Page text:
FOR IMMEDIATE RELEASE
Tuesday, October 27, 2009
CONTACT OFFICE OF PUBLIC AFFAIRS
U.S. Commerce Department Forecasts Rebound in International Travel to the United States by 2013
The U.S. Department of Commerce today released its 2009-2013 travel forecast and expects the United States to welcome 63 million international visitors in 2013, an increase of nine percent from record-setting visits in 2008. However, reflective of the global economic downturn, international visitation is projected to decline eight percent between 2008 and 2009 to 53 million visitors.
“The United States’ experience in 2009 reflects worldwide economic challenges,” U.S. Commerce Secretary Gary Locke said. “The positive growth for international travel by 2013 and beyond will be spurred by projected global economic recovery and by America’s welcoming spirit.”
All but three of the top 25 arrivals markets are projected to post declines in 2009, with Taiwan (-17 percent), Ireland (-14 percent) and Sweden (-13 percent) anticipating the largest reductions. Brazil (+6 percent), Argentina (+5 percent) and Switzerland (+1 percent) are projected to post increases in 2009. Looking ahead to 2010, most countries are projected to post visitor increases and thus reverse the 2009 declines. The exceptions are Spain, Ireland and Venezuela, which are expected to post small declines in 2010.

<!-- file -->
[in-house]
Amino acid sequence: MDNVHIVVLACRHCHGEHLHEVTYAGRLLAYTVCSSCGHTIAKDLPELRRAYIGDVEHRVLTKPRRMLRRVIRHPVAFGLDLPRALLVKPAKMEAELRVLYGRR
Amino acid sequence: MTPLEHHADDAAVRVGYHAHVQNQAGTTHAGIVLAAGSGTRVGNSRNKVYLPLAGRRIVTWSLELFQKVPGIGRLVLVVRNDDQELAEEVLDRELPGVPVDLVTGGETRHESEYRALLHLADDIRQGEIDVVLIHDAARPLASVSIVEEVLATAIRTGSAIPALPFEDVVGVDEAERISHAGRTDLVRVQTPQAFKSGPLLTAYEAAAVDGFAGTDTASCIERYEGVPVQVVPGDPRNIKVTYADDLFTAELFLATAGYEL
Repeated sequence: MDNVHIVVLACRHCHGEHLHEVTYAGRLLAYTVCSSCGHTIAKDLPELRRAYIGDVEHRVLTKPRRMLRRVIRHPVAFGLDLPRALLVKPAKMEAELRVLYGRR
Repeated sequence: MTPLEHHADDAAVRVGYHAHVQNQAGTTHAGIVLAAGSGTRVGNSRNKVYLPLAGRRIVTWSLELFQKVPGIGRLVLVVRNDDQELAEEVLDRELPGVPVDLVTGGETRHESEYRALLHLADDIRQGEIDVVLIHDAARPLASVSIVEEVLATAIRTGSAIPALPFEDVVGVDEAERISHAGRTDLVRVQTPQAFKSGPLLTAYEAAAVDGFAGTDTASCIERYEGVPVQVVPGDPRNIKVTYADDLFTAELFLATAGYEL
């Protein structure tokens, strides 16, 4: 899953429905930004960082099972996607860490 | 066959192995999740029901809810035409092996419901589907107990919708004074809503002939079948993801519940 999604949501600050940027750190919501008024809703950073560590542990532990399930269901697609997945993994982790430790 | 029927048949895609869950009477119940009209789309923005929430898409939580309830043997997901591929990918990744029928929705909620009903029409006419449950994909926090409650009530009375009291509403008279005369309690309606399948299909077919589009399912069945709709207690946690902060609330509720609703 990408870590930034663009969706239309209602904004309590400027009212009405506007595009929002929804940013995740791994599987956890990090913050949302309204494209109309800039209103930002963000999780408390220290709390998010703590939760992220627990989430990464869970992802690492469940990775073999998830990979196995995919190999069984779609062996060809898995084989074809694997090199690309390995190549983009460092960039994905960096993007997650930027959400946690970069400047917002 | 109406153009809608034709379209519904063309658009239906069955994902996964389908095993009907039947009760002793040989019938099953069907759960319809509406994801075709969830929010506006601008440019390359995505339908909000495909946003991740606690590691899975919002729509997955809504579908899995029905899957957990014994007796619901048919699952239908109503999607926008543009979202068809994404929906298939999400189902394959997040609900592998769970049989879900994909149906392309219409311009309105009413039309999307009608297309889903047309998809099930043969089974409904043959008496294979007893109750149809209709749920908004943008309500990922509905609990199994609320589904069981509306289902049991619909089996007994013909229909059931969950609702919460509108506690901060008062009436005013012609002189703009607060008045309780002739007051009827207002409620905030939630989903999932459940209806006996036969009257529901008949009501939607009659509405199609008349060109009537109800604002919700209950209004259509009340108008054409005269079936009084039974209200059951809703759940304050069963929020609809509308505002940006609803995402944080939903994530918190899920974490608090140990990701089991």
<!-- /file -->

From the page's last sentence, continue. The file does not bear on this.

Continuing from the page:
Travel and tourism is the top services sector export for the United States, and has produced a travel trade surplus since 1989. The U.S. travel forecast was prepared for the Department of Commerce by IHS Global Insight, Inc. (GI). Forecasts are derived from GI’s econometric travel forecasting model, and are based on key economic and demographic variables, as well as Commerce consultation on non-economic travel factors, and actual current and historical arrivals data. A forecast is available for total arrivals, each world region and 42 countries for 2009-2013.
Commerce’s International Trade Administration, Office of Travel and Tourism Industries produces visitation data for more than 200 countries, as well as visitation data for each world region. For additional information on the forecast for travel to the United States for 2009-2013, please visit http://tinet.ita.doc.gov.